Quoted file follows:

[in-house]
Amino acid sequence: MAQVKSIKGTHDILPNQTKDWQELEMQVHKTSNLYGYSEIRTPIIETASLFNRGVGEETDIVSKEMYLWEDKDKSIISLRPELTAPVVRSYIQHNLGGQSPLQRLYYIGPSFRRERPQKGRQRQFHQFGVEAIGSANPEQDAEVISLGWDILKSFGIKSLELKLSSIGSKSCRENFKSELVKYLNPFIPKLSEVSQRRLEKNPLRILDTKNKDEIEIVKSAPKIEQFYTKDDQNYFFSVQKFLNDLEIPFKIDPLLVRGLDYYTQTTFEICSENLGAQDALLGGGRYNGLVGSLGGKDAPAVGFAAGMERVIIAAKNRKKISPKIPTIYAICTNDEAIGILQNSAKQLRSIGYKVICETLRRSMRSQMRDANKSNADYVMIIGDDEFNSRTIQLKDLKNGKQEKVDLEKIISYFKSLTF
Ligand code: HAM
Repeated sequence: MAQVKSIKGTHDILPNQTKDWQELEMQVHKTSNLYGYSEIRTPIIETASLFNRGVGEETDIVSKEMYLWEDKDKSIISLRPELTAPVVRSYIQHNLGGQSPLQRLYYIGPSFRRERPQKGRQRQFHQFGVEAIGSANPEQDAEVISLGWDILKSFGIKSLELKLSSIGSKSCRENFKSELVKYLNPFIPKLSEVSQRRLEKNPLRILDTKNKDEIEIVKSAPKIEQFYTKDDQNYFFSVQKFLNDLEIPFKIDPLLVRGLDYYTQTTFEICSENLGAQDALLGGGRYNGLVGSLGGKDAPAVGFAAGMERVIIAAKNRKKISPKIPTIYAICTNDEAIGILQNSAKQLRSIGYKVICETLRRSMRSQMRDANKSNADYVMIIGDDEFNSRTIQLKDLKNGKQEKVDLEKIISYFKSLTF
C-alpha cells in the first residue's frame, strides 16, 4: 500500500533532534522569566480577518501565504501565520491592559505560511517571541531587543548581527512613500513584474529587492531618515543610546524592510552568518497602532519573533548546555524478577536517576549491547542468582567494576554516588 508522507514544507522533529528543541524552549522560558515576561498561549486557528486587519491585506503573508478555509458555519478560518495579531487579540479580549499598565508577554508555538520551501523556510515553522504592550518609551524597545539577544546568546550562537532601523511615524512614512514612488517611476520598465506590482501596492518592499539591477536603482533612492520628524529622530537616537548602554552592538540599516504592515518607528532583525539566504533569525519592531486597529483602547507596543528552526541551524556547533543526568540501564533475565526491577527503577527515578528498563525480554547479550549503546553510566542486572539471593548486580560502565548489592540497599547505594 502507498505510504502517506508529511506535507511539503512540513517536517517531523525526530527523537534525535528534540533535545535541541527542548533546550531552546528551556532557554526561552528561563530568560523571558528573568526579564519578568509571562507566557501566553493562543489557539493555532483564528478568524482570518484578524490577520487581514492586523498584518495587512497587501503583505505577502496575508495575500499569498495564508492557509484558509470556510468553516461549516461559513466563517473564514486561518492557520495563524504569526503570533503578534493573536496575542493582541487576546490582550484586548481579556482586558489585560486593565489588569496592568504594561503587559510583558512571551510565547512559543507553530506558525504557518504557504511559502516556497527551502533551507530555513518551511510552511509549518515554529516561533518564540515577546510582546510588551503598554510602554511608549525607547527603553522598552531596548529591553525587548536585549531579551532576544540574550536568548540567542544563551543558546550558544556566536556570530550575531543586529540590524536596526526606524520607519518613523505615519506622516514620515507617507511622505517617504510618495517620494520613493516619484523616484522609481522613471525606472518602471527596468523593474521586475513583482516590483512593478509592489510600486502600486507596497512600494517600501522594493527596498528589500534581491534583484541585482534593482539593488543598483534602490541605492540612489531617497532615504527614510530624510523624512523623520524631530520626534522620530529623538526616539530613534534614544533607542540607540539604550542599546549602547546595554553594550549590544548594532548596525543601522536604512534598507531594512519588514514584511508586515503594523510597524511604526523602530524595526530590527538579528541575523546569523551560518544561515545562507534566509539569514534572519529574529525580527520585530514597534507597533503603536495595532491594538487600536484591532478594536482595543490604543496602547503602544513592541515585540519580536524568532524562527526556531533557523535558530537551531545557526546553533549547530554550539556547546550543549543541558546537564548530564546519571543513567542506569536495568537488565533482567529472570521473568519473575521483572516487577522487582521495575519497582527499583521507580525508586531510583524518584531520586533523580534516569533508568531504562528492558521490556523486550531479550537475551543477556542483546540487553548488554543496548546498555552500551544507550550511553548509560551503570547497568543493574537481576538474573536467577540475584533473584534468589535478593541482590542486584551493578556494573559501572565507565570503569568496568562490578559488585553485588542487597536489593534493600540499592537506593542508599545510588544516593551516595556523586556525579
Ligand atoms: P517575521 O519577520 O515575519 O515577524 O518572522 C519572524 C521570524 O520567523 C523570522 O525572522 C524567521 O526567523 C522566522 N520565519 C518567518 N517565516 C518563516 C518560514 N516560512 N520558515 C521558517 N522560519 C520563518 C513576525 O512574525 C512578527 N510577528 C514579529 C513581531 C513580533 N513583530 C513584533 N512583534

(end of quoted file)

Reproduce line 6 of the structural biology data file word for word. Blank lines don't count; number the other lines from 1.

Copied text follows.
Ligand atoms: P517575521 O519577520 O515575519 O515577524 O518572522 C519572524 C521570524 O520567523 C523570522 O525572522 C524567521 O526567523 C522566522 N520565519 C518567518 N517565516 C518563516 C518560514 N516560512 N520558515 C521558517 N522560519 C520563518 C513576525 O512574525 C512578527 N510577528 C514579529 C513581531 C513580533 N513583530 C513584533 N512583534